Android devices infiltrated by malware through fake Antivirus and Cleaner apps (8th September 2022)

Ref# AL2022_57 | Date: Sep 8th 2022


The notorious banking trojan SharkBot has resurfaced once again on the Google Play Store, disguised behind Antivirus and Cleaner applications, dropping a new version of the malware.  


In April of 2022, researchers have found the Sharkbot malware pretending to be Antivirus and cleaners solutions on six applications in the Google Play store. These are Atom Clean-Booster Antivirus, Antivirus Super Cleaner, Alpha Antivirus Cleaner, Powerful Cleaner Antivirus and Center Security Antivirus (two applications with the same name from the same developer account). These applications were removed from the Google Play store. However, before it was removed, it was downloaded and installed approximately fifteen thousand times. What was also interesting, is that the malware displayed a geofencing feature which allows it to identify and attack specific targets in countries excluding China, India, Romania, Russia, Ukraine and Belarus.

Fast forward to August of 2022, the Sharkbot malware was seen by researchers, disguised as two new Antivirus solutions, Kylhavy Mobile Security and Mister Phone Cleaner,dropping a newer version of the malware, version 2.25. Both applications have seen over sixty thousand installations between them, targeting users in Spain, Australia, Poland, Germany, the U.S., and Austria. Sharkbot aims at stealing credentials and banking information. However, the new version includes an updated command and control (C2) domain communication, new domain generation algorithm (DGA) and fully refactored code. A newly introduced function to the malware is the ability to steal session cookies when victims log in to their bank accounts.  

How it works 

Before installation of the malware, the Sharkbot dropper checks the devices SIM provider country code to see if the device is in the list of the targeted countries. The dropper relies on abusing the Androids accessibility permissions in order to install the malware. The dropper does so by making a request to the C2 server which then provides a URL to download the malware onto the device. The dropper abuses the access permissions again to automatically install the malware. However, the newer version of Sharkbot uses a different approach by making a request to the C2 server and receives the APK file of the malware. It does so by using a POST request body with a JSON object containing the malware and the body of the request is encrypted using RC4 and a hard coded key. The malware is installed by prompting the user to install the APK file as an update to the fake Antivirus software. Once installed, the malware via the Antivirus will ask the user to grant it accessibility permissions.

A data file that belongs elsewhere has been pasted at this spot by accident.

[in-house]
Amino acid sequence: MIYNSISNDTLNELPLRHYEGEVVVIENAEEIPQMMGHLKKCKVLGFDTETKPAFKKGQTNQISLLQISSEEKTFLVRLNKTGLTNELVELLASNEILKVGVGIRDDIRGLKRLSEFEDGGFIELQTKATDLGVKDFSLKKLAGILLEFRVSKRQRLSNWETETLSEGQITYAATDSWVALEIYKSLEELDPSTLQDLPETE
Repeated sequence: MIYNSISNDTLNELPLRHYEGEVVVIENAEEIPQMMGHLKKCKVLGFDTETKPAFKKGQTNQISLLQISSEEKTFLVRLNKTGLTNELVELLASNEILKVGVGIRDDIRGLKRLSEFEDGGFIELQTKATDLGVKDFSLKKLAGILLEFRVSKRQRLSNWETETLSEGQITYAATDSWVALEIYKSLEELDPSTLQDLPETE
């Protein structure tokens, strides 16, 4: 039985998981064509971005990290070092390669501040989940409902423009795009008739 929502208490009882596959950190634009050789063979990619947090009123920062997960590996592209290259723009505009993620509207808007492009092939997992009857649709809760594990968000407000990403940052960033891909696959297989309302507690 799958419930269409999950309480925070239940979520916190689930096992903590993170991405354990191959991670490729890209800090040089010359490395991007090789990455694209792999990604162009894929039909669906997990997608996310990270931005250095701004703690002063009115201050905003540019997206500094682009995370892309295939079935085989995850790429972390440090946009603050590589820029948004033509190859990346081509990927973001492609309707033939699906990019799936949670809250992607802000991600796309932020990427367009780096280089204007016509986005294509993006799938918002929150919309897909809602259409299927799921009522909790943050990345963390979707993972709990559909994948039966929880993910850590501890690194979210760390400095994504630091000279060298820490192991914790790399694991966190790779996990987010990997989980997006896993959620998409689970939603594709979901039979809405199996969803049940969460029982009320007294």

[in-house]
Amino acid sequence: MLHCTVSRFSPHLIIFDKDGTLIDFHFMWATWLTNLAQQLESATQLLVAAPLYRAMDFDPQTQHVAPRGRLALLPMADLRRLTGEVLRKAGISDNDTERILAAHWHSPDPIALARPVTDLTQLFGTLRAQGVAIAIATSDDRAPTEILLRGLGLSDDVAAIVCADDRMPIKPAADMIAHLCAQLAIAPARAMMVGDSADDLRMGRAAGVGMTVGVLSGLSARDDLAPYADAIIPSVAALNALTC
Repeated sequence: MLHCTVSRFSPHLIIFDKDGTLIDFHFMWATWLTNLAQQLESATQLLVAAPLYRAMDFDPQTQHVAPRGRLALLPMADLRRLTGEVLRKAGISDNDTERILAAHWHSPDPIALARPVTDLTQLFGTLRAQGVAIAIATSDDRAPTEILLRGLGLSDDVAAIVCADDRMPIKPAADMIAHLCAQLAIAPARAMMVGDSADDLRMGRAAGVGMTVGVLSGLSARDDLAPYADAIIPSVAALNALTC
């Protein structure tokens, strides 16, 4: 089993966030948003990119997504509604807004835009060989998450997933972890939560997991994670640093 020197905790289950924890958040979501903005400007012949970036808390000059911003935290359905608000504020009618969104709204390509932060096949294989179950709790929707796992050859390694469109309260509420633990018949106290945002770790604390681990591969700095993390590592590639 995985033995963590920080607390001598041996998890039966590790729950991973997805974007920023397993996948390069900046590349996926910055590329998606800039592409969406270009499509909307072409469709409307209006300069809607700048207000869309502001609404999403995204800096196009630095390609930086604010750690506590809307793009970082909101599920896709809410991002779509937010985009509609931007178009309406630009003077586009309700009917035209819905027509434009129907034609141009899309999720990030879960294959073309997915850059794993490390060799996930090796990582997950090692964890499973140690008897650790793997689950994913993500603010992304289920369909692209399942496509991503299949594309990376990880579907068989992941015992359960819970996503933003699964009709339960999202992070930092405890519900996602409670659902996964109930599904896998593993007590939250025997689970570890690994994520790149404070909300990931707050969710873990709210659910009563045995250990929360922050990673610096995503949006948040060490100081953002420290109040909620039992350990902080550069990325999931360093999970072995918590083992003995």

The features of the Sharkbot malware includes overlay attacks where it steals credentials by providing a WebView of a fake login whenever a banking application is opened; it can steal credentials by logging accessibility events such as changes to text fields and buttons clicked; it has the ability to intercept SMS messages on the device and it can obtain full remote control of a device via Accessibility Services. The new feature in 2.25 includes cookie stealing which allows the malware to steal the session cookies when a victim logs into a banking application and these cookies can be used to replicate the session in a WebView. All captured information is exfiltrated to the malwares C2 server.  

Indicators of Compromise  

The following hashes and strings correspond to files linked to the Sharkbot malware: 

Sharkbot Google Play links:

  • hxxps://
  • hxxps://

Sharkbot C2 domains:

  • hxxp://

Sharkbot DGA C2 domains:

  • –
  • –

Sharkbot 2.25

  • Hash: 7f2248f5de8a74b3d1c48be0db574b1c6558d6edae347592b29dc5234337a5ff
  • C2 domain: hxxp:// –


To circumvent this type of malware, users are advised to follow the steps below: 

  1. Download apps from trusted sources. Only download apps from trusted sources. For untrusted apps, research the app and developer and be sure to check the reviews and look for any signs of malicious activity.
  2. Have a reliable security solution. A reliable mobile security solution can identify malicious apps on your device and remove them. A security solution is your first line of defense against threats like the SharkBot malware.
  3. Be wary of applications asking for accessibility permissions. Accessibility services allow an application to take control of your device. Be extremely careful when granting applications access especially if it is not a reputable or trusted application.

The Guyana National CIRT recommends that users and administrators review this alert and make changes where necessary. 

PDF Download: Android_devices_infiltrated_by_sharkbot_malware.pdf